LulzSec Hacks Murdoch's Sun, Cisco Sheds 6,500 Jobs

LulzSec's retirees came out of self-imposed exile and played a mean game of bingo against Rupert Murdoch Monday.

Laurianne McLaughlin, Editor-in-Chief,

July 19, 2011

3 Min Read

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Retirement didn't last long for LulzSec. The "hacktivist" group reemerged yesterday to strike The Sun newspaper's site, on the eve of Murdoch having to testify before British parliament in response to the mobile phone hacking scandal at the now-shuttered News of the World tabloid. LulzSec pointed Sun visitors to an article claiming the embattled Murdoch had died. For a time, the hackers also pointed visitors to a LulzSec Twitter feed.

"Thank you for the love tonight," read a LulzSec tweet. "I know we quit, but we couldn't sit by with our wine watching this walnut-faced Murdoch clowning around."

Do you know if Murdoch's reporters (or that nosy guy in the next cube) could break into your mobile phone voice mail? As's Kurt Marko reports, it's a good time to review your own mobile phone's security.

LulzSec seems to have more admirers than Harry Potter this week. Yesterday, LulzSec admirers the "Crazies" claimed to have hacked the network of the U.S. Defense Information Systems Agency (DISA) and stolen sensitive information. The Crazies, like LulzSec, cite political motivation to strike against the government.

LulzSec hacker pals Anonymous declared they will create their own social network after being blocked by Google+. Ironically, a distributed denial of service attack left that social network's developer forum offline Monday afternoon, according to the AnonPlus Twitter feed.

What's next, a LulzSec Wall Street Journal hack to protest the U.S. debt crisis talks--or an Anonymous Facebook page?

One thing's clear: LulzSec takes the phrase "retire and complain about the government full time" to a whole new level.

Monday was also an ugly day at Cisco, which cut 6,500 jobs. As the company refocuses on core technologies after disappointing results last quarter, 2,100 employees have elected to take early retirement and 4,400 will be laid off. The VP-and-higher ranks will slim down by 15%, Cisco said.

As's Charles Babcock notes, the company's future focus emphasizes its UCS technology. "Perhaps Cisco's biggest investment has been in its entry into the blade server market with unified computing system (UCS) products, which are geared to work with a network fabric that maximizes throughput to virtual machine hosts," Babcok notes. "Cisco claimed 5,400 UCS customers at its Cisco Live user group conference in Las Vegas last week. Competing server vendors, such as IBM and HP, would count much higher revenues from their investment in blades."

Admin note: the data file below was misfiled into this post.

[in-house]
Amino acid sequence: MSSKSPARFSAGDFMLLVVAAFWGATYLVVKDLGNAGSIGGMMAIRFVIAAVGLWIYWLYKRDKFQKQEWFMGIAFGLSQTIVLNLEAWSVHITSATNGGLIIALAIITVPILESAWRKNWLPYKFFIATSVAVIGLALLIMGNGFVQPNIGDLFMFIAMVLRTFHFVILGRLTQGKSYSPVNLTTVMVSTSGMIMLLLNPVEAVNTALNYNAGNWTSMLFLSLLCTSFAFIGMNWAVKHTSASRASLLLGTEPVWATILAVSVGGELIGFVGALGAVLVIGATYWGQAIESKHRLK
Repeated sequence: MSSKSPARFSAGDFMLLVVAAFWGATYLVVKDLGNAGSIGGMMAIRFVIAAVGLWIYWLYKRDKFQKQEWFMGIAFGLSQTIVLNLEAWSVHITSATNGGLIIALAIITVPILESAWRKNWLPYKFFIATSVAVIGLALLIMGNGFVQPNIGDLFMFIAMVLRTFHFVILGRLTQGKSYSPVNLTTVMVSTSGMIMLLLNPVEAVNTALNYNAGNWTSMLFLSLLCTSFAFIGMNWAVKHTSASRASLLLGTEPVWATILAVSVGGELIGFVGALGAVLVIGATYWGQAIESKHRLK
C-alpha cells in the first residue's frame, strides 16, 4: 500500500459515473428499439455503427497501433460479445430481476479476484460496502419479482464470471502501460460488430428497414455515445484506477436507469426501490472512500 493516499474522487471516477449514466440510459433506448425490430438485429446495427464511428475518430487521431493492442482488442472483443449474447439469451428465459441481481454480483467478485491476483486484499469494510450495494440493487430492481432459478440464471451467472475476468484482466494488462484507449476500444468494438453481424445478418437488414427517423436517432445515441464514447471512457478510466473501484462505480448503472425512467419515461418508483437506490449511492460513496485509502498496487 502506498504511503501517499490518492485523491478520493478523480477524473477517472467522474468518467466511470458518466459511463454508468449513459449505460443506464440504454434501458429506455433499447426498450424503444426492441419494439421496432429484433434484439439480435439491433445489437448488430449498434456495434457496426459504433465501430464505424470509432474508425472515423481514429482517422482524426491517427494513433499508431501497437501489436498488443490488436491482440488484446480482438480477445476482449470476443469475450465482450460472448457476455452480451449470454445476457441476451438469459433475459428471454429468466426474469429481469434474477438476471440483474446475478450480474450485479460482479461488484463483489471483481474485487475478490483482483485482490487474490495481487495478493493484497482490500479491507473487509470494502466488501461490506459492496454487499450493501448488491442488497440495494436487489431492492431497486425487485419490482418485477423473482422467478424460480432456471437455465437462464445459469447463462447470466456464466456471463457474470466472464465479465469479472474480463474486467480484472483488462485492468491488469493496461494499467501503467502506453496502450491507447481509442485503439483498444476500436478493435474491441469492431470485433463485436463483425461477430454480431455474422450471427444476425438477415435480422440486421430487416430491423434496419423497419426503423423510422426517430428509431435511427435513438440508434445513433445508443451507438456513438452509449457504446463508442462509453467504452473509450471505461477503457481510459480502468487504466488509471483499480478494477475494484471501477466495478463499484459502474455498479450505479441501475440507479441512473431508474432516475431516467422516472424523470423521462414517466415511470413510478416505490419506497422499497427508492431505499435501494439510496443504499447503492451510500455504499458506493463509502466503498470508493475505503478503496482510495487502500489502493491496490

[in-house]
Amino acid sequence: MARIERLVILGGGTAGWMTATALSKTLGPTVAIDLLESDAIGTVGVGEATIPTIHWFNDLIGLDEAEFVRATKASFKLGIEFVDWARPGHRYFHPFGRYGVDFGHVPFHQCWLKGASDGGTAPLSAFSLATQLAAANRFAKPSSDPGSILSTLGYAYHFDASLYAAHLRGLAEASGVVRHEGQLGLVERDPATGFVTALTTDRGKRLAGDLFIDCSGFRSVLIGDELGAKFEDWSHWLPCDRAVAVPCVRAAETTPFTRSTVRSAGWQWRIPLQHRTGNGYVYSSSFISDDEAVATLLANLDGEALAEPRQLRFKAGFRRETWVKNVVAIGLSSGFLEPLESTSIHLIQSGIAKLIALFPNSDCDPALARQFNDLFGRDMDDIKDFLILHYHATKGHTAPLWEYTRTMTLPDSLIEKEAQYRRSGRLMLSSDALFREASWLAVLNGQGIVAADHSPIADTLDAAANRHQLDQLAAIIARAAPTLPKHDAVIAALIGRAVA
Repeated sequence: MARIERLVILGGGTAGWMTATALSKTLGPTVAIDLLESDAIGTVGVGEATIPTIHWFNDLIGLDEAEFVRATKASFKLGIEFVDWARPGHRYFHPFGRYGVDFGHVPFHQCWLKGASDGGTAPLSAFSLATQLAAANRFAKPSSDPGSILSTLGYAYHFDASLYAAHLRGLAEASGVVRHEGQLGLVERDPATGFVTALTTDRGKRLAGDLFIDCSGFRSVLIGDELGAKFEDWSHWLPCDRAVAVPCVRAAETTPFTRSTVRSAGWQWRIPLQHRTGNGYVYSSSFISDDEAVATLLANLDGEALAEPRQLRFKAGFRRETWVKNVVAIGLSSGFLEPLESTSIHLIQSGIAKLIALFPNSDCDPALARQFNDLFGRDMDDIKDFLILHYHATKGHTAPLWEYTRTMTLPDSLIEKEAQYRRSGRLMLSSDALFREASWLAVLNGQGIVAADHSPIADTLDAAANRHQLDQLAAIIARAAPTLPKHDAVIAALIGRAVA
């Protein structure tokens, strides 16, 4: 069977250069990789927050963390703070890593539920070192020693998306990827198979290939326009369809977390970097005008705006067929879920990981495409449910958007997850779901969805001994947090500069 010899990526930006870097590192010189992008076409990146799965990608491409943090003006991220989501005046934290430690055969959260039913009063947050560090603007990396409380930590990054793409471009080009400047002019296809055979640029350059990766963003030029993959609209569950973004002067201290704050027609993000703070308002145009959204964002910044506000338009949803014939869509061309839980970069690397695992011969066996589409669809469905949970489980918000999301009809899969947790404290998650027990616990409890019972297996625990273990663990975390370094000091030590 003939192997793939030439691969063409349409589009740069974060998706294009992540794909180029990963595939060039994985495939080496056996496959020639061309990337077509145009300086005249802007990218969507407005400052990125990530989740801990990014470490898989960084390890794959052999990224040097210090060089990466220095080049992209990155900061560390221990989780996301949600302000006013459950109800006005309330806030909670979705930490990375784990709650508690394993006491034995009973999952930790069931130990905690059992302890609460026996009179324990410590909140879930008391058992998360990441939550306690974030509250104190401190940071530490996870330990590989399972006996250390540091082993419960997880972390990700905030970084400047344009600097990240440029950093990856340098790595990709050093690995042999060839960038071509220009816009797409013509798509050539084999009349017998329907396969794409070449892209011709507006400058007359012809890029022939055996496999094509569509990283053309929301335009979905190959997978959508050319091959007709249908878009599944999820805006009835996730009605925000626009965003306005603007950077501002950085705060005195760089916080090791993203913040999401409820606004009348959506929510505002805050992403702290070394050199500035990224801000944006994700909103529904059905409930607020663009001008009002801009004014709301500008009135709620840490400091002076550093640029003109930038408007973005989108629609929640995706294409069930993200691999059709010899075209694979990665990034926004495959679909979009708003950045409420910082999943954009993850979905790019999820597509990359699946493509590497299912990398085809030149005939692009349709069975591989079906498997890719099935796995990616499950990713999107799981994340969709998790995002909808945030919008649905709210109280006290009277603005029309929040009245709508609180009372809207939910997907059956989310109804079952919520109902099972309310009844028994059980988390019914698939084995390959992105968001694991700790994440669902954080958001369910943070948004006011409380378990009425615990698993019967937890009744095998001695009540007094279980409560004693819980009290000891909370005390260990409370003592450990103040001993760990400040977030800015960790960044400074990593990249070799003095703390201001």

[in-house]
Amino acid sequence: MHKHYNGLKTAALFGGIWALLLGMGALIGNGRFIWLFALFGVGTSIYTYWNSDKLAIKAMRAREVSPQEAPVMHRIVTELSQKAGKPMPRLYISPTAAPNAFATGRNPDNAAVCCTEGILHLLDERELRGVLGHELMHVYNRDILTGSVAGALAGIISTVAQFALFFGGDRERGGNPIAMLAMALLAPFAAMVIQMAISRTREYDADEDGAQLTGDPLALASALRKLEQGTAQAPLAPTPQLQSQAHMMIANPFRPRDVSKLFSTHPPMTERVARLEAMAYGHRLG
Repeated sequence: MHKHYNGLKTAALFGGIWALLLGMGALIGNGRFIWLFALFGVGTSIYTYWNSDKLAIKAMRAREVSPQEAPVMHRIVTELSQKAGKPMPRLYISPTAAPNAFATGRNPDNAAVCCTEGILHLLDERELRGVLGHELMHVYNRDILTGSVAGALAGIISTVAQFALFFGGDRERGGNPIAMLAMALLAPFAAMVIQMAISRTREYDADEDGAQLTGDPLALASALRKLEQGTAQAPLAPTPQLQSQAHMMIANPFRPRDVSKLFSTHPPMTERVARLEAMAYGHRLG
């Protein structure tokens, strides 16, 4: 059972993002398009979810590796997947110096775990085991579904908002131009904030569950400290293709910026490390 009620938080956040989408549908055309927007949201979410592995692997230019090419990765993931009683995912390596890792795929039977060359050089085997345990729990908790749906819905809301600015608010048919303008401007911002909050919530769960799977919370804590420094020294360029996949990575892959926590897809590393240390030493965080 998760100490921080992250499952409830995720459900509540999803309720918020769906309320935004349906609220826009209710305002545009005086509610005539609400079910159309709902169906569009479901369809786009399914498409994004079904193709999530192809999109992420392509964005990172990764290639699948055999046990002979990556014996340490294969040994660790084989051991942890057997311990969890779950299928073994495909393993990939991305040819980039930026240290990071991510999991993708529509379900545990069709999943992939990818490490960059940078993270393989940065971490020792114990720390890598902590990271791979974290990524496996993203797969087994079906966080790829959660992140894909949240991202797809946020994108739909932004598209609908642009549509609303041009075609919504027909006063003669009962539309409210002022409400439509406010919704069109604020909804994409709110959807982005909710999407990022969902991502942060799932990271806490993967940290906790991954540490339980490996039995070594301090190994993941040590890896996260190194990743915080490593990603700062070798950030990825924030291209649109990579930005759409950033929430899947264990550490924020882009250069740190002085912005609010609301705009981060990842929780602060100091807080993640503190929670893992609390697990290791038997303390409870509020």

With UCS, Cisco must to continue to fight what Art Wittmann, director of InformationWeek Analytics, called a multiple-front war against HP, IBM, Juniper, Brocade, and Dell.

"For many customers, it's simply a bridge too far with a technology that's untested. Cisco's 2010 total sales of just $181 million for UCS show just how far it has to go in that market," Wittmann notes in that analysis.

Now Cisco is striving to cut a cool $1 billion from its operating expenses.

Perhaps Cisco COO Gary Moore should hunker down in Washington D.C. for a consult on that debt crisis.

Laurianne McLaughlin is editor-in-chief for Follow her on Twitter at @lmclaughlin.

The vendors, contractors, and other outside parties with which you do business can create a serious security risk. Here's how to keep this threat in check. Also in the new, all-digital issue of Dark Reading: Why focusing solely on your own company's security ignores the bigger picture. Download it now. (Free registration required.)

About the Author(s)

Laurianne McLaughlin


Laurianne McLaughlin currently serves as's Editor-in-Chief, overseeing daily online editorial operations. Prior to joining InformationWeek in May, 2011, she was managing editor at Her writing and editing work has won multiple ASBPE (American Society of Business Publication Editors) awards, including ASBPE's 2010 B2B Web Site of the year award for Previously, McLaughlin served as a senior editor, online for Business 2.0 and as a senior editor for PC World, where she started her technology journalism career in 1992 as a news reporter. She is a graduate of Northwestern University's Medill School of Journalism.

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